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Ballwin considers possible early retirement changes

For the most part, Denise Keller’s staff report was highly predictable considering how the year 2020 has unfolded or unraveled depending on your point of view.  But there was somewhat of a hot button issue in the Ballwin finance officer’s presentation at the Sept. 14 Board of Aldermen meeting.

The title of the presentation was “Employee Compensation – Budget Assumptions.”

The only real bone of contention of the two-page report came in the very last sentence of the final subtopic, titled Employee Retirement. That sentence reads: “To keep this program affordable, we recommend increasing the age requirement from 60 years to 62 years, effective January 1, 2021.” It refers to the early retirement of employees with 15 years of service to Ballwin.

Keller said it varies from person-to-person and year-to-year as to whether or not the city actually saves money with its early retirement program. She said that six staff members retired in 2020 and exactly half of those saved the city money.

“For 2021, thus far, we’ve have three who have announced their retirement,” Keller said. “Two will save us money and another will add to the expense. We have 14 more employees who will meet the (current) criteria next year who may or may not participate.”

Regarding expenses, Keller noted the costs of health, dental and life insurance. She also mentioned that some employees around this age still do their job well while others may be struggling through theirs.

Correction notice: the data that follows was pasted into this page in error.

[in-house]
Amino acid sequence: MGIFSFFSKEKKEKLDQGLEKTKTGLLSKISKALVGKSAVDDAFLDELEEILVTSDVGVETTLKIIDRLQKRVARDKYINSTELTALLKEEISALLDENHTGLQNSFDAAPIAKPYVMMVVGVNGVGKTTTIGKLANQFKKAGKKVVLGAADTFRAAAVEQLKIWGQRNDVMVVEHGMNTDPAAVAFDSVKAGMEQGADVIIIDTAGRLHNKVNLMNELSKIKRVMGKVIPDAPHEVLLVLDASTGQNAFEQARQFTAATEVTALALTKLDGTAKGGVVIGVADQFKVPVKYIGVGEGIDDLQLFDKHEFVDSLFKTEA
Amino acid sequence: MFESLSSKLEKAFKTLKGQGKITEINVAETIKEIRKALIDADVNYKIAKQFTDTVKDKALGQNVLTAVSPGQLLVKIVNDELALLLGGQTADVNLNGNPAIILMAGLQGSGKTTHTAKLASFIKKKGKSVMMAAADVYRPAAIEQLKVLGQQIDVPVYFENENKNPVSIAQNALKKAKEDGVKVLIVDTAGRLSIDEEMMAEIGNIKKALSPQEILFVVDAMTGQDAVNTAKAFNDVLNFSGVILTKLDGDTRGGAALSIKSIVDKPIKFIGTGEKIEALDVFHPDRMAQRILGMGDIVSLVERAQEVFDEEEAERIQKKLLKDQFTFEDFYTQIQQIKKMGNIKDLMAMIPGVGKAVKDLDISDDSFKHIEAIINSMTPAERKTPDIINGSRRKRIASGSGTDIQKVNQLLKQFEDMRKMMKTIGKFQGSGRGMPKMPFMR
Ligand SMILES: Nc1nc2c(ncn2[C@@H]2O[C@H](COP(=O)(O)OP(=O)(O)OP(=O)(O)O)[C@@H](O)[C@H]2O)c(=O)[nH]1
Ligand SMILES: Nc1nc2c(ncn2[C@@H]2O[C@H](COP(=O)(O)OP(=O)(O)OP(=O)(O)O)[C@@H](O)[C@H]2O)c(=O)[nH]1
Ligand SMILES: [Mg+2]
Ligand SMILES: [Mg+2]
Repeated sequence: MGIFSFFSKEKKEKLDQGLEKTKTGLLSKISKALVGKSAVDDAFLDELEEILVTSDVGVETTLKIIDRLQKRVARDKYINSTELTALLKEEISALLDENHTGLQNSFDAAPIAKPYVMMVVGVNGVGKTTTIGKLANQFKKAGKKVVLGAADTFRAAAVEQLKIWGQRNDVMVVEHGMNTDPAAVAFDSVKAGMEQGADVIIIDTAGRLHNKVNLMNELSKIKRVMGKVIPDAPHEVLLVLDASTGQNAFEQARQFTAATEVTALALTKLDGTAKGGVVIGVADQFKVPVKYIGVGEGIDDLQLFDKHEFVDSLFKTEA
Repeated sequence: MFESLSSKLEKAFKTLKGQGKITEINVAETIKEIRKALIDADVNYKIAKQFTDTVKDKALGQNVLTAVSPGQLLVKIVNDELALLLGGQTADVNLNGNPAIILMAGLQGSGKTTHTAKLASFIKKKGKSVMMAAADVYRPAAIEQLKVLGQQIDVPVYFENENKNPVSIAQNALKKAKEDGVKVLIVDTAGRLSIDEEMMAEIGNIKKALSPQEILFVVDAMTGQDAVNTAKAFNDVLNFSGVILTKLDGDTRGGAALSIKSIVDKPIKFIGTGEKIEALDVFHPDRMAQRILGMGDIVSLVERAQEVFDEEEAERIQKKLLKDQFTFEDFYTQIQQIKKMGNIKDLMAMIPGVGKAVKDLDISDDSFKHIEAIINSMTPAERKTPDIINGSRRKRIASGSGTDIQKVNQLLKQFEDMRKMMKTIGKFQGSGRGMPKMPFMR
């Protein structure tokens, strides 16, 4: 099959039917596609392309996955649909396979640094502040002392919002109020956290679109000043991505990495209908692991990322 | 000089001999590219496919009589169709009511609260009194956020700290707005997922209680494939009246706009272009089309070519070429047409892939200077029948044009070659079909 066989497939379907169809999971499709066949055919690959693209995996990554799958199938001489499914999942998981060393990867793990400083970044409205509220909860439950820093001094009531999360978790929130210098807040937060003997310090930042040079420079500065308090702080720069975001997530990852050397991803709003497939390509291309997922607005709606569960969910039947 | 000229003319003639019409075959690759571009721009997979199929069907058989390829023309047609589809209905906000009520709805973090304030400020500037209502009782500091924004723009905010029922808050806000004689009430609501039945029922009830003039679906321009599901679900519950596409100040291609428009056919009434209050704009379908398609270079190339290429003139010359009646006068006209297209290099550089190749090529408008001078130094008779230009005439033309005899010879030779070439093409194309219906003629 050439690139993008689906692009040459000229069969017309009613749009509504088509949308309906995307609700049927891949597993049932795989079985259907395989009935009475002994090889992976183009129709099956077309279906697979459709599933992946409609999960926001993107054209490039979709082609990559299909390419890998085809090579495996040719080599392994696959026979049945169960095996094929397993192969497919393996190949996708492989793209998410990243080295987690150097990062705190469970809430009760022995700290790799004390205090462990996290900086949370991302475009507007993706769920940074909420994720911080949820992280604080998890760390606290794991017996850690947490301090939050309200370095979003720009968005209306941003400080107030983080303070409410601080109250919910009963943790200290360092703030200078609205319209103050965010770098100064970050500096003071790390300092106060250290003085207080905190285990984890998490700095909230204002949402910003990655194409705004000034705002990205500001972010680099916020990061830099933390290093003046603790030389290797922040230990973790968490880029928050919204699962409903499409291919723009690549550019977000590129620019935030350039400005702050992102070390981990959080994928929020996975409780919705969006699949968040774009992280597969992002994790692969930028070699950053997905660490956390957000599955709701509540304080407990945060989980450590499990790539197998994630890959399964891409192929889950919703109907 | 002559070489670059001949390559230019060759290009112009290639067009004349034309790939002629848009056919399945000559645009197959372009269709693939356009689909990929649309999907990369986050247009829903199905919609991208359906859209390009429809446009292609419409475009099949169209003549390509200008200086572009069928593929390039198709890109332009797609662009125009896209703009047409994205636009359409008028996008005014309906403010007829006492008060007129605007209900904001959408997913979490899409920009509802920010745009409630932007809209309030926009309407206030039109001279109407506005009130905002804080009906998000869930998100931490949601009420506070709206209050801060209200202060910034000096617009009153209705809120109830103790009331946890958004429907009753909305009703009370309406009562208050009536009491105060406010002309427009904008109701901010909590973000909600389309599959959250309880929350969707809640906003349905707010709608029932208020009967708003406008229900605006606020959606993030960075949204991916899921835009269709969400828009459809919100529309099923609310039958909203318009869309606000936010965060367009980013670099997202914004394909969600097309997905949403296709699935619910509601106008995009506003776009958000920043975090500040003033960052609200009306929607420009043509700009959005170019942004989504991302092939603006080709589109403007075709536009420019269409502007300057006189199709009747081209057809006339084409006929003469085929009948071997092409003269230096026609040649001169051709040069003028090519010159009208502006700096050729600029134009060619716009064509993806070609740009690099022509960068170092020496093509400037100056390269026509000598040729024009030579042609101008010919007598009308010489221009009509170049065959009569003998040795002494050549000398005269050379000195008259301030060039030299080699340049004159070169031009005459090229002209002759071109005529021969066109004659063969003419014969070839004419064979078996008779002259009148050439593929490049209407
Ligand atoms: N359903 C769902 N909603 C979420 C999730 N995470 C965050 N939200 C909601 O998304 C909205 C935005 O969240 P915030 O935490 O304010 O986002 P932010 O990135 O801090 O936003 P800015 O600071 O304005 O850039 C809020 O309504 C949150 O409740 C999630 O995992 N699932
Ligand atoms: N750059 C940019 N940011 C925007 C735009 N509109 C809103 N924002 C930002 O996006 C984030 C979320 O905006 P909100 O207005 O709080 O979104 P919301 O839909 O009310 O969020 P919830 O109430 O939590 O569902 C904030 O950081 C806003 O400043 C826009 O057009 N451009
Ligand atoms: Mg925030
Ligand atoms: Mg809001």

“If you don’t have any objections to that, we’ll bring a resolution to you for your approval, modifying the age requirement when the budget is presented to you for your approval,” Keller said to the board.

This is when a good deal of opposition appeared. Alderman Kevin Roach (Ward 2) was quick to contend that this would not allow much time for those in that age range to make changes to decisions they may have already considered or actually made.

Noting that he recognized the circumstances of the action, alderman Frank Fleming (Ward 3) said, “We want it to be good for the employees, but it also has to be good for the city.  If we have to tweak it, we’ll tweak it.”

Keller said she’s flexible in making the start of the propsed requirement change later than Jan. 1, 2021, even if it would start a full year from now.  Mayor Tim Pogue nodded in agreement with that assessment.

“I’d like to get some feedback from the employees that this may affect before we move on with this,” Pogue said.

Earlier in the evening, Keller mentioned that the city’s employee budget will also increase in several other areas. Per her report, “A step increase of 3% is required under the police officer’s collective bargaining agreement, unless the city’s sales tax revenue would fall below 90% of the budgeted amount in calendar year 2019.” She noted that sales taxes for the first seven months of 2020 are down just 6.5% from the previous year. So, that 3% pay increase is guaranteed.

“Revenues are some $1.4 million down from the previous year … primarily recreation revenues,” Keller said. “But we didn’t foresee anything like this (COVID-19) during negotiations and the collective bargaining agreement.”

Extra monies are also being paid out due to the federal minimum wage increase. Affecting mostly the parks and recreation department, the five-year federal plan increased the minimum wage to $8.60 in 2019, $9.45 in 2020 and $10.30 in 2021 with stepped increases also occurring in 2022 and 2023.

City Administrator Eric Sterman responded to a comment that Ballwin has had a hiring freeze due to COVID-19.

“It’s not out and out that we’re not hiring anybody,” Sterman said. “There are some positions that are being left vacant because, at least at this point, until the world goes back to normal and we know where our finances are going to be, we can get by without.  There are other positions that, for various reasons, we need to replace immediately, and we’re doing so. 

“We’re just kind of taking it case by case for now. In the meantime, it is allowing us to capture some savings to offset, as Denise mentioned, pretty big revenue decline this year.”

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